Unlikely bedfellows

Hugh Hefner is bringing his silk pyjamas and lounging jacket to the Toronto International Film Festival, twin girlfriends in tow, to help launch Brigitte Berman's documentary about the Playboy empire founder's early social activism. Here, Etan Vlessing talks to the Hef about the evolution of this doc.
August 24, 2009

Hugh Hefner is bringing his silk pyjamas and lounging jacket to the Toronto International Film Festival, twin girlfriends in tow, to help launch Brigitte Berman’s documentary about the Playboy empire founder’s early social activism.

‘I’m coming up with my girlfriends for a special party or banquet. Someone’s arranging plane transportation,’ says Hefner.

Expect a more complex and paradoxical portrait of Hefner at TIFF as he helps launch Hugh Hefner: Playboy, Activist and Rebel, Berman’s portrait of the king of bunnydom battling the U.S. government, the religious right and feminist critics for civil rights and racial equality during the 1950s and 1960s.

‘Here’s an opportunity to have this other side of me, a more serious one, explored by someone as talented as Brigitte Berman, and having it done by a woman and a Canadian with the support of the Canadian government, it’s all very complimentary,’ says Hefner.

He first came in contact with Berman soon after she earned the 1985 best feature doc Oscar for her Artie Shaw biopic. Hefner, a jazz enthusiast, said he heard Berman had done an earlier documentary on the 1920s jazz sensation Bix Beiderbecke, ‘one of my real iconic heroes when I was a kid.’

The 1981 film hadn’t yet been released stateside, so Hefner paid for its music clearance and released Bix: Ain’t None of Them Play Like Him Yet on his Jazz Video label.

Fast forward to 2006 and Berman found herself at Hefner’s 80th birthday party at the Playboy Mansion, attempting to convince the self-made hedonist that his early political and social activism needed a cinematic telling.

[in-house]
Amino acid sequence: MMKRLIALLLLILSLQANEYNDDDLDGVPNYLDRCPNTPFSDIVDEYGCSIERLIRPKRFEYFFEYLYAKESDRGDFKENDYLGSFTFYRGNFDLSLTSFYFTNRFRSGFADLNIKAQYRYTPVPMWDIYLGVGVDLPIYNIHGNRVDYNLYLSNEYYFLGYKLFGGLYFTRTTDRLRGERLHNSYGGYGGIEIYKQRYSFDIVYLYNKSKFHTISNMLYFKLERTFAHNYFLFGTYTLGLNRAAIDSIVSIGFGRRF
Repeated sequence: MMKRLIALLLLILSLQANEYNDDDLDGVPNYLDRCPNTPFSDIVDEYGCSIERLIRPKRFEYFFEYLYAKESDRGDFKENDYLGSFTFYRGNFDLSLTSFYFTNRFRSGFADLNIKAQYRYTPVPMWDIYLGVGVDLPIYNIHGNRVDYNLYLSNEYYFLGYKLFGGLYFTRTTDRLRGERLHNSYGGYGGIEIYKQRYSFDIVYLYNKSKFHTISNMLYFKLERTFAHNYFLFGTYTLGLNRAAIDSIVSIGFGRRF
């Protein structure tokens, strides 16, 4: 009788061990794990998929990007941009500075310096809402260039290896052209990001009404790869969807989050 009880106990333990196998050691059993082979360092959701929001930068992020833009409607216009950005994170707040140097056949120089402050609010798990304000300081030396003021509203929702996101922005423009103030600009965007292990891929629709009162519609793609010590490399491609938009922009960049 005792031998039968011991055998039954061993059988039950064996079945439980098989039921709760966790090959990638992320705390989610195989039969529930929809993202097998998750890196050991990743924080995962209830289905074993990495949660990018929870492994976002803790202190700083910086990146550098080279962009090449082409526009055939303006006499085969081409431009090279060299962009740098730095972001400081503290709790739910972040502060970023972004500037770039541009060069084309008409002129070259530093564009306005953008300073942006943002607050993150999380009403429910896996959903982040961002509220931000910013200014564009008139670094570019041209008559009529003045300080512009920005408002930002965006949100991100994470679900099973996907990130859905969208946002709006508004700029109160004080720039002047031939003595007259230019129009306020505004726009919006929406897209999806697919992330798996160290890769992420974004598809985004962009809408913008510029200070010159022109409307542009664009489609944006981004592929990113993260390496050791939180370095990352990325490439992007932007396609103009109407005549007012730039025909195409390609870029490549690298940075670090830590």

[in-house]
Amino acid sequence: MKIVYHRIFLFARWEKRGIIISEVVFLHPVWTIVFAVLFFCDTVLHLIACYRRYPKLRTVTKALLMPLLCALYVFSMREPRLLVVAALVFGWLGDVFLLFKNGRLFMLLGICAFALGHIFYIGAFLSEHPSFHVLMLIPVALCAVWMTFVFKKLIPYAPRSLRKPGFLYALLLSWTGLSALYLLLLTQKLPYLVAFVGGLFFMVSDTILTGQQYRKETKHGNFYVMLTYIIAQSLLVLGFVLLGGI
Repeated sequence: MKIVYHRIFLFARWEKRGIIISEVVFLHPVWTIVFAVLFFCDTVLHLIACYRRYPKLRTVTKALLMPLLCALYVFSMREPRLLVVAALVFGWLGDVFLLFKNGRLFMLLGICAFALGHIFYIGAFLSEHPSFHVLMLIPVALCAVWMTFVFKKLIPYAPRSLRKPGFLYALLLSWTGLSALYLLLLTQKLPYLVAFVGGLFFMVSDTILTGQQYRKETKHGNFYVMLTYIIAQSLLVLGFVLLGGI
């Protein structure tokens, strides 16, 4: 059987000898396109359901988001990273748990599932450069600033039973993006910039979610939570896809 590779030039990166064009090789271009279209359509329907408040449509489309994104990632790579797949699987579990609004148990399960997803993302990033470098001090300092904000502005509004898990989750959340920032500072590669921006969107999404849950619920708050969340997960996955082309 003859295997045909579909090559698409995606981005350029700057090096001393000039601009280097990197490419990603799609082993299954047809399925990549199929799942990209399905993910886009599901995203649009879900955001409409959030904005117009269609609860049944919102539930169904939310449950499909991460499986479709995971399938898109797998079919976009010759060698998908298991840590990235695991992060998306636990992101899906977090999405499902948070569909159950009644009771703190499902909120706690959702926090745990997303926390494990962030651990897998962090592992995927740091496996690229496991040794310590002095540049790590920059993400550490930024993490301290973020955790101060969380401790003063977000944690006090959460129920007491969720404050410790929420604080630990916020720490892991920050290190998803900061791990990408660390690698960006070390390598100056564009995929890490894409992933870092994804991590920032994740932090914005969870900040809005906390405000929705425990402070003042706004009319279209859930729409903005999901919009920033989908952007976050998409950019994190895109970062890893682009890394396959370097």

Hollywood producer Brian Grazer already had the rights to Hefner’s life story, but that project had yet to get off the ground.

‘Somewhere along the way, [Berman] decided that that there was another side to Hefner that no one had focused on and that this was an interesting story about [his] more serious side,’ Grazer recalls.

Berman got the green light, and access to Hefner’s revealing video vault at the Mansion.

‘For me, this film has it all – sex, glamour, politics, romance, tragedy, and conflicts – and many great surprises about a man people think they know, but don’t really,’ Berman says.

Hefner did screen the Canadian doc at the Mansion in July, and liked the result.

‘It brought tears to my eyes, in fact,’ he says.

So Hefner says he’ll do his part in Toronto to pull bunnies out of his hat to launch Berman’s doc, and possibly send the filmmaker back to Los Angeles for Oscar glory.

‘I don’t know if there’s anything I can do to persuade the Academy, but it (Toronto) is an international stage and I’m supposed to be supportive of the film and to get as much attention internationally,’ Hefner says.

About The Author
Jonathan Paul is a Toronto-based writer into creativity, content, advertising, tech, comics, video games, film, TV, time and space travel.